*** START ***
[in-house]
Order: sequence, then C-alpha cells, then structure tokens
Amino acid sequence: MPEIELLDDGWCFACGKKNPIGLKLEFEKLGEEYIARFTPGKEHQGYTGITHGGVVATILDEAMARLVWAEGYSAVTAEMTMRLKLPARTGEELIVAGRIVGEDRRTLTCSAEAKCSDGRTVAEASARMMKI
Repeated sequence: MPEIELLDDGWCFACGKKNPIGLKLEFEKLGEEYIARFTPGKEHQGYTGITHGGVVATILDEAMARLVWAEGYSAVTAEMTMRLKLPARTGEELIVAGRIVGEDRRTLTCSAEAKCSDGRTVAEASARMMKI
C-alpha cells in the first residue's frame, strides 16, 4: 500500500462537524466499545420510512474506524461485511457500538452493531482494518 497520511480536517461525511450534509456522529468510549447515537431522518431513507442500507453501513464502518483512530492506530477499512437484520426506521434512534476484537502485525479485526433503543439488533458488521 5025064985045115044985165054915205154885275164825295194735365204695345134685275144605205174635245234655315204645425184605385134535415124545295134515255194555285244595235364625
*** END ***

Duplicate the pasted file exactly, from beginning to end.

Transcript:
[in-house]
Order: sequence, then C-alpha cells, then structure tokens
Amino acid sequence: MPEIELLDDGWCFACGKKNPIGLKLEFEKLGEEYIARFTPGKEHQGYTGITHGGVVATILDEAMARLVWAEGYSAVTAEMTMRLKLPARTGEELIVAGRIVGEDRRTLTCSAEAKCSDGRTVAEASARMMKI
Repeated sequence: MPEIELLDDGWCFACGKKNPIGLKLEFEKLGEEYIARFTPGKEHQGYTGITHGGVVATILDEAMARLVWAEGYSAVTAEMTMRLKLPARTGEELIVAGRIVGEDRRTLTCSAEAKCSDGRTVAEASARMMKI
C-alpha cells in the first residue's frame, strides 16, 4: 500500500462537524466499545420510512474506524461485511457500538452493531482494518 497520511480536517461525511450534509456522529468510549447515537431522518431513507442500507453501513464502518483512530492506530477499512437484520426506521434512534476484537502485525479485526433503543439488533458488521 5025064985045115044985165054915205154885275164825295194735365204695345134685275144605205174635245234655315204645425184605385134535415124545295134515255194555285244595235364625